Putting in a solar hot water system starts with analysis of your hot water needs. How much do you use, and what do you currently pay for it? Likely, you will never be able to replace your entire hot water supply with solar hot water, but anything you do now will help your bills in the future.
Beyond the solar collector – which will be between 4 and 12 feet long – you’ll need the following parts to complete a solar heating installation:
• Storage Tanks – For active systems using evacuated tubes, storage tanks will hold the potable water away from the roof. This allows you to heat the water in a separate location more safely in cold temperatures.
• Water Heater – If you choose to remain connected to the grid, with the option for outside energy to heat your water, this is important. Most people remain connected to be sure they never run out of hot water. If the solar tank drains when you have company or it gets too cold outside, this will be welcome.
• Heat Exchanger – If you are using coolant in your solar collectors, you’ll need pipes or coils to transfer the heat from the coolant to your water, usually inside your storage tanks.
• Water Pumps – In an active system, you’ll need water pumps to move water to and from your solar collectors. Passive systems don’t use water pumps.
• Valves and Controls – These are used in active systems as well. Controls will determine where water is pumped and when to turn on your hot water tank. You can also install an isolation valve to cut off your solar system if something goes wrong along with a tempering valve. If you’re using direct hot water from your solar collector, a tempering valve will make sure it doesn’t get too hot when you’re in the shower or washing dishes.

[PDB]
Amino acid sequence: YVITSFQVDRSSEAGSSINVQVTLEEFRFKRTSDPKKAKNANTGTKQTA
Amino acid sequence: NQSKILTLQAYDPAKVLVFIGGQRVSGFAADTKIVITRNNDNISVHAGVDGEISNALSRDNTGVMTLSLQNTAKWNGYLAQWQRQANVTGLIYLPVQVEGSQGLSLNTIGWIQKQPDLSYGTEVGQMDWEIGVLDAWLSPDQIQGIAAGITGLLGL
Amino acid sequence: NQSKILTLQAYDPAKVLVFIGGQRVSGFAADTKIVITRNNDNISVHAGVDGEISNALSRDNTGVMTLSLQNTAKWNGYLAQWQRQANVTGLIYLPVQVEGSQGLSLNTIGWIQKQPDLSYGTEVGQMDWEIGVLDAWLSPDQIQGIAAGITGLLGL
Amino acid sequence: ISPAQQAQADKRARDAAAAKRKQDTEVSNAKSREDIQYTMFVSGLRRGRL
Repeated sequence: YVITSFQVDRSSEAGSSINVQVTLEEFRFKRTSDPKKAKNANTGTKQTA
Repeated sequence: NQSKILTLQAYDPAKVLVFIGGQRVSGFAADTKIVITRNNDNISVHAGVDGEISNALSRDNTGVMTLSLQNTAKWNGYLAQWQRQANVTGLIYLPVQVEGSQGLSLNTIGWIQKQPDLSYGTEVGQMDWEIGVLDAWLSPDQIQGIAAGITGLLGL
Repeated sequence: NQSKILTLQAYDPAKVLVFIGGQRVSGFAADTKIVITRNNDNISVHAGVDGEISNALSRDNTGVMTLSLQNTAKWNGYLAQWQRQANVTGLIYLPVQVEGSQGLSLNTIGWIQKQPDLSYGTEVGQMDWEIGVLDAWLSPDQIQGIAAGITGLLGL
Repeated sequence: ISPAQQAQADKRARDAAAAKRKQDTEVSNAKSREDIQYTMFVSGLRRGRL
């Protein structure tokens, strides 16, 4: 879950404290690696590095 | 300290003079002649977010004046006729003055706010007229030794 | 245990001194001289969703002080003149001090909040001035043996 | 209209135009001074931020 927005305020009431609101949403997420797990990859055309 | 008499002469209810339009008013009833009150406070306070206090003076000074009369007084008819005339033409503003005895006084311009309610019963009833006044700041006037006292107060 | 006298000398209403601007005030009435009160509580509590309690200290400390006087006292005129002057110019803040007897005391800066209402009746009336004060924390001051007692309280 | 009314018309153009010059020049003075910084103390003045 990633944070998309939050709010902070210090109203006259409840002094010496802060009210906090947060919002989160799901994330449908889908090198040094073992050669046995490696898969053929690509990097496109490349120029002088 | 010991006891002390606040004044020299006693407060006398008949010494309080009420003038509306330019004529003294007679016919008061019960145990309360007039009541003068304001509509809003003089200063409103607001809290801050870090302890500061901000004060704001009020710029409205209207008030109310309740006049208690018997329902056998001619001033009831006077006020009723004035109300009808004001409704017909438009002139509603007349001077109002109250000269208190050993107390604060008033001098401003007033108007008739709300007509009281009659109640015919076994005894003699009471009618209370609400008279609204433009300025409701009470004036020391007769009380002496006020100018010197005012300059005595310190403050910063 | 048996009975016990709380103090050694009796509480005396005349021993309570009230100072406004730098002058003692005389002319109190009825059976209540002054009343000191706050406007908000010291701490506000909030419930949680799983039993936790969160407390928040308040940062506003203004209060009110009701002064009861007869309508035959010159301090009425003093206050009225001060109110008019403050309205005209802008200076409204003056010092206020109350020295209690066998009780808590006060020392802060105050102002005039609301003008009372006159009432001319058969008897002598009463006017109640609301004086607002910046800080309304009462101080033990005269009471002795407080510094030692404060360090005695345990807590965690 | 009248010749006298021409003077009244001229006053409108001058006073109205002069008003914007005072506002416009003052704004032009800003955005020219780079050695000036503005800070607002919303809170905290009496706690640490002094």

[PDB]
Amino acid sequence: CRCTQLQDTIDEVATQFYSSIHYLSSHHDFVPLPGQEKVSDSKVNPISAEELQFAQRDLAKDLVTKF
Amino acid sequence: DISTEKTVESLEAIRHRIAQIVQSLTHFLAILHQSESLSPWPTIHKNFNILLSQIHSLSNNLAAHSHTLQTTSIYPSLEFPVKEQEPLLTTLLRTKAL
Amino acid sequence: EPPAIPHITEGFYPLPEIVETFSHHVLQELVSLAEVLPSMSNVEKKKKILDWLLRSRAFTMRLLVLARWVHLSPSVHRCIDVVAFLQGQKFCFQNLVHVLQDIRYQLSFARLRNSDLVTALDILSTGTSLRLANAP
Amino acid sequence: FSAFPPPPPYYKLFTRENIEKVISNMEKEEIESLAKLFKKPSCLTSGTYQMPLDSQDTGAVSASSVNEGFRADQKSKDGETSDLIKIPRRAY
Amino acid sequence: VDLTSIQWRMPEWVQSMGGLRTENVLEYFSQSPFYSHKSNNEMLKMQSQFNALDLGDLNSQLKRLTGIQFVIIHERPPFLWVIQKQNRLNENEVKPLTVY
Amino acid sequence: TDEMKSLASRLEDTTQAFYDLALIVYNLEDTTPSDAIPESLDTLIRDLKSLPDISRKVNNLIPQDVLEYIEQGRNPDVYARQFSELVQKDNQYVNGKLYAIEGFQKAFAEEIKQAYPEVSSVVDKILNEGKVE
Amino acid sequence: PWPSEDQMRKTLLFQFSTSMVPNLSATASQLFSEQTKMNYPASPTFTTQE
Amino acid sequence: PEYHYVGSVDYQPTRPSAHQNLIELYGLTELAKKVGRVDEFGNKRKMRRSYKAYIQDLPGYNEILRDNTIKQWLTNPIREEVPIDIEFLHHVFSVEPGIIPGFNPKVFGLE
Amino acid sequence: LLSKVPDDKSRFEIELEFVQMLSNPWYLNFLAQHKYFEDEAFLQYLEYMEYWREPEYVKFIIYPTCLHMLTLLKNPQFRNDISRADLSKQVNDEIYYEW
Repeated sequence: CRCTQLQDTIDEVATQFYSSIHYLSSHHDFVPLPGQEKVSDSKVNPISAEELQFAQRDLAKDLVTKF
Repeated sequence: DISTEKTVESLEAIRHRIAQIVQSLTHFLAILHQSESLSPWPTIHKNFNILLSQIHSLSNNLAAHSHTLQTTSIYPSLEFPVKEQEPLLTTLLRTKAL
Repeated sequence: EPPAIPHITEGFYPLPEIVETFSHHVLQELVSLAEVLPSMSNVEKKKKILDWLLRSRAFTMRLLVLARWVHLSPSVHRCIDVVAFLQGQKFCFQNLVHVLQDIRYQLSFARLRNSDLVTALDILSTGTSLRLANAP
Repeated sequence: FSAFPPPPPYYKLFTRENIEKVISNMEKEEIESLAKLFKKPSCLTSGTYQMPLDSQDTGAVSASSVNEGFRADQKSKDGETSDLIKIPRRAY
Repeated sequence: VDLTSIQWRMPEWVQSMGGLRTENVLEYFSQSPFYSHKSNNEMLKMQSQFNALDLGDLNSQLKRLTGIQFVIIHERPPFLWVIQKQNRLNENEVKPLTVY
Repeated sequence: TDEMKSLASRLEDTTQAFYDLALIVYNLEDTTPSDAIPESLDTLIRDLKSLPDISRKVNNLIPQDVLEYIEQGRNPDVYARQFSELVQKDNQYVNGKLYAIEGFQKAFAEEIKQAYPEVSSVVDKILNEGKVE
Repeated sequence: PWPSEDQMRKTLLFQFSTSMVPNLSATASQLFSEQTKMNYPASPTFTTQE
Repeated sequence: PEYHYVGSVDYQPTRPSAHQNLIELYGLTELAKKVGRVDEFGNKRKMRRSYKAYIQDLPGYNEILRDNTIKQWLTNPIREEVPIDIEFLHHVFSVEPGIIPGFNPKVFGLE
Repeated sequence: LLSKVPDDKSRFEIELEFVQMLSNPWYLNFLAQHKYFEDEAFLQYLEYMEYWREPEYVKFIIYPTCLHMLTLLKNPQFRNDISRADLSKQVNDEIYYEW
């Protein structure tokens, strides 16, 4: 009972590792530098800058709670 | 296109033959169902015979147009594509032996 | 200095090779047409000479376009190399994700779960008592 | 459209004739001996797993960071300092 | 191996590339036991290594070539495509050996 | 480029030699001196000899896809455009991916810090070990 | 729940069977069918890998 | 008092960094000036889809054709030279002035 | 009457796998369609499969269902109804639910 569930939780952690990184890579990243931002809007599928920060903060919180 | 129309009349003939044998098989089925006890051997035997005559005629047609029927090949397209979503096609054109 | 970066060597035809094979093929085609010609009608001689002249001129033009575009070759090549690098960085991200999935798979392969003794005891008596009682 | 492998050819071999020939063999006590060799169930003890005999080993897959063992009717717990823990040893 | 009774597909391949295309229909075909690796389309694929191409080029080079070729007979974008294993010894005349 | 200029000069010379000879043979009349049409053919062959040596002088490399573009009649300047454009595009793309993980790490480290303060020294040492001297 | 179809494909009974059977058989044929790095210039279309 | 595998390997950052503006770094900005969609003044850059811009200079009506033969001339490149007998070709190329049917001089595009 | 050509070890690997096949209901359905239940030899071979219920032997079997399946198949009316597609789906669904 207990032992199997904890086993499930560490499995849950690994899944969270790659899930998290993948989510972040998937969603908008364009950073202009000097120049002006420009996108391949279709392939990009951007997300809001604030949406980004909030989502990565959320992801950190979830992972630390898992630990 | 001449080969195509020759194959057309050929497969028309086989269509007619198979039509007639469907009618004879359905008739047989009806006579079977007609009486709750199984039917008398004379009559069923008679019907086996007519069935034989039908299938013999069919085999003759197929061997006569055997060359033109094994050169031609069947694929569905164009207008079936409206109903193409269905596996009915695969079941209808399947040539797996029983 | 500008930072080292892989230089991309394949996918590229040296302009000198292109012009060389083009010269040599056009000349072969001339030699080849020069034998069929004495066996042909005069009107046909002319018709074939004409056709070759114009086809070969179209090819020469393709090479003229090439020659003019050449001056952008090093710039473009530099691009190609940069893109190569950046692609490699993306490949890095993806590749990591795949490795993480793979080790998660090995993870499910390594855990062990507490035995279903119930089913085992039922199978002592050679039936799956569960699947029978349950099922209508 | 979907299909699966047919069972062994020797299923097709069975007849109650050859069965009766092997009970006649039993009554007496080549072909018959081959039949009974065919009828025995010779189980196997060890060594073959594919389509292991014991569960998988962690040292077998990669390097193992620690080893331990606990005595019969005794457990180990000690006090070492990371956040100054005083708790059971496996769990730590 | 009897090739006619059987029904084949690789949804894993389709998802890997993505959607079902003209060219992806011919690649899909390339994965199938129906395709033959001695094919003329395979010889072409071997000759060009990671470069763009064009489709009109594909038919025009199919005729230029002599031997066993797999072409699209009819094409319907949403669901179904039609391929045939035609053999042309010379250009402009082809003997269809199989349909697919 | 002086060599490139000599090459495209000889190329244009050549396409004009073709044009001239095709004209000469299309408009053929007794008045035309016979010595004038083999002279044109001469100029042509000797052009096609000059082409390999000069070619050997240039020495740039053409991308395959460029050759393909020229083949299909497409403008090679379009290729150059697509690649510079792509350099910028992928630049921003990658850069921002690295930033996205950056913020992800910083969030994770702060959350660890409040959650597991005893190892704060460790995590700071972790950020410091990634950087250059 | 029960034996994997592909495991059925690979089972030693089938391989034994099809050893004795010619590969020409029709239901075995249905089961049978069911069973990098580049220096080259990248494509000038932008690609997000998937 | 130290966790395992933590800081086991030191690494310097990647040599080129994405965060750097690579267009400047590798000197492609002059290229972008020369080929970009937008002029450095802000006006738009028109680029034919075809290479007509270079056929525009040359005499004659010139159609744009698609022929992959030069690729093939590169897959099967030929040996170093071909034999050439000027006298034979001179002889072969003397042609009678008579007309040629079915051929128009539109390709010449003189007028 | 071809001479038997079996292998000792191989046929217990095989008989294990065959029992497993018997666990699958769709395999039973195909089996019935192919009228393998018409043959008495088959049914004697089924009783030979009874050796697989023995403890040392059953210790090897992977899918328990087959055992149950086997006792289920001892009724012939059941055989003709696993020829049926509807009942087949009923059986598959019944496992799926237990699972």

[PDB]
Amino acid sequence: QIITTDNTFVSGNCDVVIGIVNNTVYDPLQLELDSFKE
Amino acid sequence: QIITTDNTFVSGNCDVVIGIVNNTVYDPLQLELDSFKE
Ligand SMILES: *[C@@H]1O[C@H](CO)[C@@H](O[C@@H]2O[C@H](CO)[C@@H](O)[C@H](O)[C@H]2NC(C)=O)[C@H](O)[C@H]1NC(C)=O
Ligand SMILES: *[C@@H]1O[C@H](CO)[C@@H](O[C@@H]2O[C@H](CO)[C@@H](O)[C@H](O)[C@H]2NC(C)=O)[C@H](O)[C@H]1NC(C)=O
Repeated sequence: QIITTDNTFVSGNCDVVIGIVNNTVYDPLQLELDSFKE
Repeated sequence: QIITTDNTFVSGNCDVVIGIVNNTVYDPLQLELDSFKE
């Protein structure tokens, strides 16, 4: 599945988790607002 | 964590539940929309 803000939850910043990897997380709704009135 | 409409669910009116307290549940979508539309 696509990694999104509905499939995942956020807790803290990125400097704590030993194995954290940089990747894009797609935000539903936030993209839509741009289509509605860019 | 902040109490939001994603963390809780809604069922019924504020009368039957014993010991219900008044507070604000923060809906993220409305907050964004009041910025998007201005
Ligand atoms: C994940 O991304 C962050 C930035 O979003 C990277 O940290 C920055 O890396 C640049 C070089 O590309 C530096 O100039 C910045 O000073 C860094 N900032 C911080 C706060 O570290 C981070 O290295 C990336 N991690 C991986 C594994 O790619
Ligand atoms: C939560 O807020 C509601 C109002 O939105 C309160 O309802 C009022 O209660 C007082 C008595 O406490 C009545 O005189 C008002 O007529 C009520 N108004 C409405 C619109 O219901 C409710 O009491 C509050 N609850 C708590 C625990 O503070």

Hot Water or Heating
Of the two, hot water is considered the simplest to install because it uses less energy than heating and because it only requires two connections to existing plumbing. However, for many homes – especially new ones – it is viable to use a solar heating system for both hot water and heating. In the case of heating, you’ll need to install pipes and radiators throughout the house to transfer the heat to your rooms, which will require professional assistance.
Photovoltaic Solar Power
The second type of solar power – the one you’ve likely heard more about – is photovoltaic. Without getting too technical, photovoltaic solar power is the process of converting solar energy directly into electricity using a solar panel. These panels are made with highly conductive materials like silicon, which can break apart the energy from the sun’s rays into electrons and then direct them into an electric current. That current is transmitted through wiring in your home, converted into usable electricity, and funneled to your outlets and lighting fixtures.
It’s not quite as simple as all that, but nor is it much more complicated. Solar power’s biggest drawback isn’t complexity, but cost.
Because solar panels are notoriously inefficient (the best panels convert between 10– 15% of the solar energy that hits them), and because they take up so much space, a system that will fully power your home would be large and rather expensive.